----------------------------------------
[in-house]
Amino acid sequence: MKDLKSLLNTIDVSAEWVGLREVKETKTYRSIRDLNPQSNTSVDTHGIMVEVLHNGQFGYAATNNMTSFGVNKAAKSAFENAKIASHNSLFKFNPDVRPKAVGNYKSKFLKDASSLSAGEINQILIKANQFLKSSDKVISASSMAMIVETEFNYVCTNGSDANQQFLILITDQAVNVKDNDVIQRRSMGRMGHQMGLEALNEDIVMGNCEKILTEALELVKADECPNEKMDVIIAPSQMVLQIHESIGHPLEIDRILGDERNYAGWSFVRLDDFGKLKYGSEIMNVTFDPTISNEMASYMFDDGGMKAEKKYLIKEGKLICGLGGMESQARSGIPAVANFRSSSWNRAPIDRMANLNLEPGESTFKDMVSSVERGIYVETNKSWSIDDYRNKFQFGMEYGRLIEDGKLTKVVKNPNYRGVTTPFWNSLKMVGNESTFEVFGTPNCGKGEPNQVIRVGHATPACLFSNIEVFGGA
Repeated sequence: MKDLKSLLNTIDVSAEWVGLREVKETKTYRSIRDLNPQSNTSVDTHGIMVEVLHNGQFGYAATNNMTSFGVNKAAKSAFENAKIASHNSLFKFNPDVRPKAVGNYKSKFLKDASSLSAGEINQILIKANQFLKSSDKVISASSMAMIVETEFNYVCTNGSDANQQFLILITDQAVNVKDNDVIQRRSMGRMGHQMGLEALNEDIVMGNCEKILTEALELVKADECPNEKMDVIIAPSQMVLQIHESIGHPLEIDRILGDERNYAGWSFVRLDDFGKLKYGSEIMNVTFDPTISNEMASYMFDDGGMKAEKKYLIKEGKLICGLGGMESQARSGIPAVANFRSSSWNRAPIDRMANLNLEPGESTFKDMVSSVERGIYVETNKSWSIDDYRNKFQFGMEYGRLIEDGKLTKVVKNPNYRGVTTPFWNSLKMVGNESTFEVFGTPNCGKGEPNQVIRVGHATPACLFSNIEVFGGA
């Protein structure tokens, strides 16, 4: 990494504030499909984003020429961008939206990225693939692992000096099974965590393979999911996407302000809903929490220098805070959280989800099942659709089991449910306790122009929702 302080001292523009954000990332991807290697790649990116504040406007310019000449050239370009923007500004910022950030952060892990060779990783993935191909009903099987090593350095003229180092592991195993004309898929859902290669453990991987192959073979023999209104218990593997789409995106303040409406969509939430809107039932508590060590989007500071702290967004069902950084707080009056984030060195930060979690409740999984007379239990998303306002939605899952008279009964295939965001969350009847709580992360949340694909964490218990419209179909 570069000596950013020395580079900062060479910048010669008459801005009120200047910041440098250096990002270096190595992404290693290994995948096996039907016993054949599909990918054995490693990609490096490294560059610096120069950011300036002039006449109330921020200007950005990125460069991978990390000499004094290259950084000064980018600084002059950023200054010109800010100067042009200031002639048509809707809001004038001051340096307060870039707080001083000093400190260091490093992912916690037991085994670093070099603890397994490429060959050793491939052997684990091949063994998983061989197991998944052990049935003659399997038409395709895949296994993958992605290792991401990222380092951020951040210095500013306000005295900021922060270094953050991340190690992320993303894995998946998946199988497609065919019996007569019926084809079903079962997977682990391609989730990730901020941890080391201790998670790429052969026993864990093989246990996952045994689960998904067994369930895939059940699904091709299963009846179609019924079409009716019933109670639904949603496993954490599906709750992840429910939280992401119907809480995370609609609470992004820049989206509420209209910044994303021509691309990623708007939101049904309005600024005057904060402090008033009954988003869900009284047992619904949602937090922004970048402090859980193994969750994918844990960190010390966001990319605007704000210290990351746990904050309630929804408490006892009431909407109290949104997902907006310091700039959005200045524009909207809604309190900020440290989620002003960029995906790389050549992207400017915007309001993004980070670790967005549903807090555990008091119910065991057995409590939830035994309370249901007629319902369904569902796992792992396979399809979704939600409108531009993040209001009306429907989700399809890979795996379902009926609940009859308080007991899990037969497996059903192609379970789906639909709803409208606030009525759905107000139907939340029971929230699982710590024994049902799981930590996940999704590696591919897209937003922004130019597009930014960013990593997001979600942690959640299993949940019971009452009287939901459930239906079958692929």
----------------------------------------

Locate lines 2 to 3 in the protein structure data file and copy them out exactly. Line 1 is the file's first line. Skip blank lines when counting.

Amino acid sequence: MKDLKSLLNTIDVSAEWVGLREVKETKTYRSIRDLNPQSNTSVDTHGIMVEVLHNGQFGYAATNNMTSFGVNKAAKSAFENAKIASHNSLFKFNPDVRPKAVGNYKSKFLKDASSLSAGEINQILIKANQFLKSSDKVISASSMAMIVETEFNYVCTNGSDANQQFLILITDQAVNVKDNDVIQRRSMGRMGHQMGLEALNEDIVMGNCEKILTEALELVKADECPNEKMDVIIAPSQMVLQIHESIGHPLEIDRILGDERNYAGWSFVRLDDFGKLKYGSEIMNVTFDPTISNEMASYMFDDGGMKAEKKYLIKEGKLICGLGGMESQARSGIPAVANFRSSSWNRAPIDRMANLNLEPGESTFKDMVSSVERGIYVETNKSWSIDDYRNKFQFGMEYGRLIEDGKLTKVVKNPNYRGVTTPFWNSLKMVGNESTFEVFGTPNCGKGEPNQVIRVGHATPACLFSNIEVFGGA
Repeated sequence: MKDLKSLLNTIDVSAEWVGLREVKETKTYRSIRDLNPQSNTSVDTHGIMVEVLHNGQFGYAATNNMTSFGVNKAAKSAFENAKIASHNSLFKFNPDVRPKAVGNYKSKFLKDASSLSAGEINQILIKANQFLKSSDKVISASSMAMIVETEFNYVCTNGSDANQQFLILITDQAVNVKDNDVIQRRSMGRMGHQMGLEALNEDIVMGNCEKILTEALELVKADECPNEKMDVIIAPSQMVLQIHESIGHPLEIDRILGDERNYAGWSFVRLDDFGKLKYGSEIMNVTFDPTISNEMASYMFDDGGMKAEKKYLIKEGKLICGLGGMESQARSGIPAVANFRSSSWNRAPIDRMANLNLEPGESTFKDMVSSVERGIYVETNKSWSIDDYRNKFQFGMEYGRLIEDGKLTKVVKNPNYRGVTTPFWNSLKMVGNESTFEVFGTPNCGKGEPNQVIRVGHATPACLFSNIEVFGGA